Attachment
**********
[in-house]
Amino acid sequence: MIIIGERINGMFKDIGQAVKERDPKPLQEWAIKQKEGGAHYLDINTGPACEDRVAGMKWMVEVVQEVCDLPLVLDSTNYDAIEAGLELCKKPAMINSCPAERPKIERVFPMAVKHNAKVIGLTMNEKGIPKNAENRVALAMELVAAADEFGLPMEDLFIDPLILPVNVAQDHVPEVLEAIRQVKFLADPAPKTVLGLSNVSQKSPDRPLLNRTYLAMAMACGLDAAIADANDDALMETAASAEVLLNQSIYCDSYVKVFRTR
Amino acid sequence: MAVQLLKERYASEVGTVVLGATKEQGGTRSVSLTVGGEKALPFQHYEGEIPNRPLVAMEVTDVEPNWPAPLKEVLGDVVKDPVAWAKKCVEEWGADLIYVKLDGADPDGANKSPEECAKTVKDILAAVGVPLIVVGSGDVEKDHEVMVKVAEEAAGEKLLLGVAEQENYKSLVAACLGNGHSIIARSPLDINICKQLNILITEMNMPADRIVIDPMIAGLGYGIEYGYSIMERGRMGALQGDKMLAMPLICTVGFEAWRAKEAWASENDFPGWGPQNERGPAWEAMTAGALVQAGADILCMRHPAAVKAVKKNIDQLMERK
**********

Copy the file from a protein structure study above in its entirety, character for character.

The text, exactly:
[in-house]
Amino acid sequence: MIIIGERINGMFKDIGQAVKERDPKPLQEWAIKQKEGGAHYLDINTGPACEDRVAGMKWMVEVVQEVCDLPLVLDSTNYDAIEAGLELCKKPAMINSCPAERPKIERVFPMAVKHNAKVIGLTMNEKGIPKNAENRVALAMELVAAADEFGLPMEDLFIDPLILPVNVAQDHVPEVLEAIRQVKFLADPAPKTVLGLSNVSQKSPDRPLLNRTYLAMAMACGLDAAIADANDDALMETAASAEVLLNQSIYCDSYVKVFRTR
Amino acid sequence: MAVQLLKERYASEVGTVVLGATKEQGGTRSVSLTVGGEKALPFQHYEGEIPNRPLVAMEVTDVEPNWPAPLKEVLGDVVKDPVAWAKKCVEEWGADLIYVKLDGADPDGANKSPEECAKTVKDILAAVGVPLIVVGSGDVEKDHEVMVKVAEEAAGEKLLLGVAEQENYKSLVAACLGNGHSIIARSPLDINICKQLNILITEMNMPADRIVIDPMIAGLGYGIEYGYSIMERGRMGALQGDKMLAMPLICTVGFEAWRAKEAWASENDFPGWGPQNERGPAWEAMTAGALVQAGADILCMRHPAAVKAVKKNIDQLMERK